Like midfielder Carli Lloyd, the American star of this tournament, who, wearing the captain’s armband, scored three times on Sunday. Or goalkeeper Hope Solo, who, despite her off-the-field problems, did a brilliant job between the posts. Or Julie Johnston, the plucky young defender who made a name for herself within the past month.
But you know what makes Wambach such a tremendous athlete, and what has lifted her above the sport and made her an icon? It’s the fact that she has scored more international goals than anyone in history but was fine with her teammates stealing her spotlight. She showed grace and great character in coming to grips with being a substitute.
She did score the United States’ only goal in its final group game against Nigeria. But for most of this tournament, Wambach has been at the fringes of the matches, and most likely on the edge of her seat on the bench, those blue eyes peeking in.
“Now I understand what my parents have been going through all these years,” she said of her new spot on the team bench. “But I appreciate it. I’m taking it in. I’m not upset. I accept my role.”
Sunday’s game was most likely Wambach’s final World Cup game ever. She admits that her “days are ticking” when it comes to her job as a professional soccer player. Her teammates are aware of that, too.
When Wambach entered the game in the second half, Lloyd — in a classy show of respect for the team’s longtime leader — gave her the captain’s armband to put on.
“I said, ‘No, Carli,’ but she insisted,” Wambach said.
After the game, Wambach said she couldn’t believe what had just transpired on the field in Vancouver. Then a sense of calm swept over her. Sunday’s victory was proof that, when she does retire, the team could continue to conquer without her.
“I can leave,” Wambach said. “Whether I choose to stay or not, they’ve got it.”
When she was benched for the first time at this World Cup — against Sweden during the group round — she clearly wasn’t thrilled. No one of her stature would be.
As she took the field for warm-ups for that game, she walked a bit behind the other American substitutes, who ran out ahead of her. Was it a sign of her reluctance to sit on the bench in a World Cup match for the first time since 2003 — that she was probably a little hurt? Probably, although what longtime superstar wants to run on the field with the second-stringers, all of them wearing that hideous FIFA bib?
But to her credit, Wambach, a vocal leader, hardly missed a step as the tournament proceeded from there and the games grew more important. She wasn’t sour; she didn’t mope.
Instead, her voice as the team’s biggest cheerleader only grew stronger. She remained fiery, just as she was when she led the losing battle to persuade FIFA to hold this World Cup on real grass — not turf — because the women deserved the best playing surface.
In the team’s quarterfinal against China, the score was tied at halftime when Wambach told her teammates — using R-rated language — that they needed to score within the first 10 minutes of the second half if they wanted to win. Six minutes later, Lloyd obliged.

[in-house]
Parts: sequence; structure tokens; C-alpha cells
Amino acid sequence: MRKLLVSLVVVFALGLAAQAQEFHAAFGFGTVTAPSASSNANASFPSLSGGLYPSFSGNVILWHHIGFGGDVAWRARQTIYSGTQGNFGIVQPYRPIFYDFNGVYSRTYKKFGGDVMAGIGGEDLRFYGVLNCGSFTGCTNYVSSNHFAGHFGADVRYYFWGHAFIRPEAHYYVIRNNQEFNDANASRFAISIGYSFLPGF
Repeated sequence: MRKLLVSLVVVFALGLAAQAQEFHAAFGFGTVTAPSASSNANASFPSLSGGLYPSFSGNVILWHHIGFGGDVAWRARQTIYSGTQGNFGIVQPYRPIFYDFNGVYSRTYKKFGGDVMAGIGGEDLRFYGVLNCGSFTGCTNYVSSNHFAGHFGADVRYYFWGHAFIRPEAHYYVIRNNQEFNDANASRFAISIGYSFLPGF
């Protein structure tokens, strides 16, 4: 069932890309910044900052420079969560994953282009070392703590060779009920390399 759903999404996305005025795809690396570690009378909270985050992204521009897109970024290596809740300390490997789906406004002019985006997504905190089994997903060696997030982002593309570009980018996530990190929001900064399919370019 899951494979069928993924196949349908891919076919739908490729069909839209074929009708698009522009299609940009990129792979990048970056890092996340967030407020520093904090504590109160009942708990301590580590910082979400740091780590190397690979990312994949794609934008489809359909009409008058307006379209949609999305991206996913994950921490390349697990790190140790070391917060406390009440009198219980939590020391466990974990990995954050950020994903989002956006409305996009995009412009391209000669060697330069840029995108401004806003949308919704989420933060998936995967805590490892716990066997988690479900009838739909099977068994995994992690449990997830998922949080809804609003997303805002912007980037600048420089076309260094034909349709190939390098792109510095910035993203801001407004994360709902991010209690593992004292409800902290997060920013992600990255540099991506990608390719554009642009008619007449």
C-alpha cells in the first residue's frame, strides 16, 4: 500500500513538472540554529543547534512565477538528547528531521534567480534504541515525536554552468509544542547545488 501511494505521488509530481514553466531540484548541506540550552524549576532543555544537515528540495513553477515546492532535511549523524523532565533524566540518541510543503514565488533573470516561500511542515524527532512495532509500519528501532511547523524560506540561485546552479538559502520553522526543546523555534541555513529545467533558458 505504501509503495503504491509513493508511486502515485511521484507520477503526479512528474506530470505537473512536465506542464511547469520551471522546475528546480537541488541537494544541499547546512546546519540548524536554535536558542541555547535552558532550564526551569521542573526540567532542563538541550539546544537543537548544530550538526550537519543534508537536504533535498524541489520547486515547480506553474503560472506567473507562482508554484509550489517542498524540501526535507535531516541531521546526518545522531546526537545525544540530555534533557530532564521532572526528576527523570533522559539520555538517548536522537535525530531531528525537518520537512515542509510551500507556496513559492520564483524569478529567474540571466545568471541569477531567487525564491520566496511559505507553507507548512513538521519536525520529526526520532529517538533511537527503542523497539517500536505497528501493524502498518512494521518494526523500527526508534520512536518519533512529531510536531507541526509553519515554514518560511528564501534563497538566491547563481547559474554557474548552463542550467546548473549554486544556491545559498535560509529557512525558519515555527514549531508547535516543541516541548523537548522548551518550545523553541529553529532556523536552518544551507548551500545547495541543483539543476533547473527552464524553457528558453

Then, on the day of the semifinal against Germany, she told Johnston: “We’re all going to make mistakes. Don’t worry about it. We have each other’s backs.”
That was not long before Johnston fouled a German player, which led to a penalty kick that Germany’s Celia Sasic missed. Later, Wambach said that the American team had indeed been there for Johnston, that Solo had taken so much time to prepare for the penalty kick that Sasic was psyched out.
After that game, a 2-0 victory for the Americans, Wambach seemed to stand a little taller than her 5-foot-11 frame. She had become the team’s resident prophet.
It would have been nice, though, if Wambach could have seen this World Cup victory coming. That way, she wouldn’t have carried around so much angst for so many years about what she has described as a giant hole in her résumé.
Her mother, Judy, has said her daughter felt that she needed a world championship to “validate her” and for her career to be complete. Understandable, yes. Realistic, no.
Abby Wambach did not need this victory to make her career.
Even before Sunday’s victory, she was one of the top soccer players in history, with more goals than legends like Mia Hamm or Pelé. And so many more than the top-scoring American man, Landon Donovan, who, with 57 international goals, would need 126 more to match Wambach’s feat.
Her storybook moments have been many, including what might be the toughest and most breathtaking goal in American soccer history. That came in the World Cup quarterfinal in 2011, against Brazil.
In the 122nd minute of the game, in the final seconds of overtime, the Americans were a goal, and a player, down and facing elimination when Megan Rapinoe lofted a long crossing pass from about 45 yards away, aiming it toward the far side of the goal. Brazil’s goalkeeper lunged for the ball, but there was Wambach, already in midair.
She had calculated the arc of that ball perfectly and headed it directly into the goal in a moment that is still hard to fathom. The United States went on to win the game on penalty kicks, and made it to the finals, only to lose to Japan on penalty kicks.
Again and again, Wambach has said that to finish her career without a World Cup victory would be devastating. To keep that from happening, she has been all in, unafraid of how her effort might crush her if the United States were to lose.
“It’s like love,” she said.
And this time, her heart would not be broken. Instead, as she had long hoped and dreamed, she ended this World Cup in a whirlwind of joy, she and her teammates cheering and her heart bursting.
“Finally,” she said, “I’m a world champion.”
(Via The New York Times)